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At the very yeast, home-brewers take their beer seriously


In 1970 when Charlie Papazian was a student at the University of Virginia, he drank a beer. It wasn't just any old beer. It was a home-brewed beer. Papazian liked the flavor so much that he soon began brewing beer himself.

In the ensuing years, Papazian taught classes on home-brewing, wrote two books on the subject, "The Complete Joy of Home Brewing," and "The Home Brewer's Companion," and founded the American Homebrewers Association, based in Boulder, Colo.

Today Papazian, 46, will gather with some 600 home-brewers from around the country in Baltimore for "Planet Beer," a four-day celebration of home-brewed beer at the Radisson Plaza Lord Baltimore Hotel. From now until Saturday, these amateur brewers will attend a variety of sessions trying to figure out how to brew better beers in their spare time. The conference is sold out.

Papazian and fellow conference organizer Karen Barela told me they were surprised that a home-brewing conference held on the East Coast has generated such an enthusiastic response. In previous years, they said, most of the group's annual meetings were held in the western part of the United States, the region regarded as the hotbed of home-brewing. Registration for the Baltimore conference surpassed the total of 450 home-brewers who signed up for last year's meeting in Denver.

"I guess that shows there is a growing interest in home-brewing on the East Coast," Papazian said. "And that people out there appreciate good beer."

During a telephone conversation, Papazian outlined some of the reasons for the surge of interest in home-brewing. And, he touched on some of the highlights of the Baltimore conference.

One reason home-brewing is on the rise is that brewers are getting younger, he said. Twenty years ago the ranks of home-brewers were composed primarily of people who had traveled to Europe and had developed a taste for full-flavored beers. This group, he said, tended to be in their late 30s and older.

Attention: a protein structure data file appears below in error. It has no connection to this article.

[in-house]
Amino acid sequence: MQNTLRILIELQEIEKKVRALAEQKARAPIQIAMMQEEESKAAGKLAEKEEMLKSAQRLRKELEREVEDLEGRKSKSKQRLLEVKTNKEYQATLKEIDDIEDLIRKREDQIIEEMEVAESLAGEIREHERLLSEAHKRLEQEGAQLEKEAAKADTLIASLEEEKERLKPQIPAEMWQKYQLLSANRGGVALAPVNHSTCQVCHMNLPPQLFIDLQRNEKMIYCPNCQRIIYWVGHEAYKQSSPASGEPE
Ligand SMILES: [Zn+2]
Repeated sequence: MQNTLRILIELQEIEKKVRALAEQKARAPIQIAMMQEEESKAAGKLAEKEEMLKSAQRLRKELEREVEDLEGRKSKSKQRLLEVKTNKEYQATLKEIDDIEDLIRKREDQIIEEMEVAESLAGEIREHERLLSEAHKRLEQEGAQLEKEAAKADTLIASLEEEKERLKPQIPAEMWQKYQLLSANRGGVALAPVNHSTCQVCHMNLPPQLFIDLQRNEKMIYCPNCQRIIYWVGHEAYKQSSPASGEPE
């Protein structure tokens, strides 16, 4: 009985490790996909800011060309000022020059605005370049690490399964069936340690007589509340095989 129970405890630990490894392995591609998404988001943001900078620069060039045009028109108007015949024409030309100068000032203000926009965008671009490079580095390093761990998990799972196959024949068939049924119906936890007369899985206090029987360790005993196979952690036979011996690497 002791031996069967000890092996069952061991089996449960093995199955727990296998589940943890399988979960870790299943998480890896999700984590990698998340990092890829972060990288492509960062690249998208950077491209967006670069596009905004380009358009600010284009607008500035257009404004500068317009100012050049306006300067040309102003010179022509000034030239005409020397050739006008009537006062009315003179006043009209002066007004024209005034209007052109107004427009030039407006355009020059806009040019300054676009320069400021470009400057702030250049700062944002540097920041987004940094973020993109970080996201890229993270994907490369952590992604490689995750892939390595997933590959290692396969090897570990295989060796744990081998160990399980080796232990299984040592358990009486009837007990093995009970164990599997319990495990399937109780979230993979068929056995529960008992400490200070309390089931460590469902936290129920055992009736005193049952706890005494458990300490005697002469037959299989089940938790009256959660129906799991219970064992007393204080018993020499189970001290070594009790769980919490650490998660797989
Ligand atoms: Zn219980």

In recent years, the older brewers have been joined by brewers in their 20s. This younger group began drinking beer right about the time that many full-flavored specialty beers came on the American market. "The young guys learned to appreciate the flavor variety of specialty beers and some wanted to try brewing them," he said.

Most home-brewers are men, Papazian said. "It has been pretty slim for women," Papazian told me. "But we are coming around. We have women on the convention program."

A glance at that program showed Los Angeles area brewer Maribeth Raines is conducting a seminar on "Yeast Maintenance and General Principles of Yeast." A luncheon panel, "The Beer Enthusiast Who Lives in All of Us," featuring big names in the microbrew business, includes Carol Stoudt who makes beer and runs a well-regarded beer garden in Adamstown, Pa. Others on the panel are Jim Koch, whose Boston brewery makes the popular Samuel Adams line of beers, and California's Pete Slosberg who makes the nationally known Pete's Wicked Ale.

I also noted that one local brewer, Baltimore Brewing Company's Theo de Groen, is conducting a workshop on making Pilsener.

Today, Papazian will run a seminar on how to taste beer. While most every wise guy perched on a bar stool thinks he is qualified to judge suds, the home-brewers take their tasting sessions seriously. They give awards for the best home-brews in something like 30 categories. They give an award to the brewer of the best overall beer. They give an award to the home-brew club that has accumulated the most points in all categories. And they give an award to the single brewer who, like a top bowler, has rung up the most cumulative points.

In his seminar, Papazian teaches beginning judges "what should be going on," when they rate various styles of beer. A beer, he said, should be judged on its appearance, its aroma, its flavor, its "mouth feel," and the overall impression it leaves with the beer drinker.

That last point, the overall impression a beer makes, is sometimes forgotten by rookie jurists who are too anxious to ring up points on technicalities, Papazian said. When this happens, Charlie Papazian, former U.Va. beer drinker and now home-brew guru, reminds his jurists of an age-old truth. He tells them the most important point to remember "is that beer is meant to be enjoyed."

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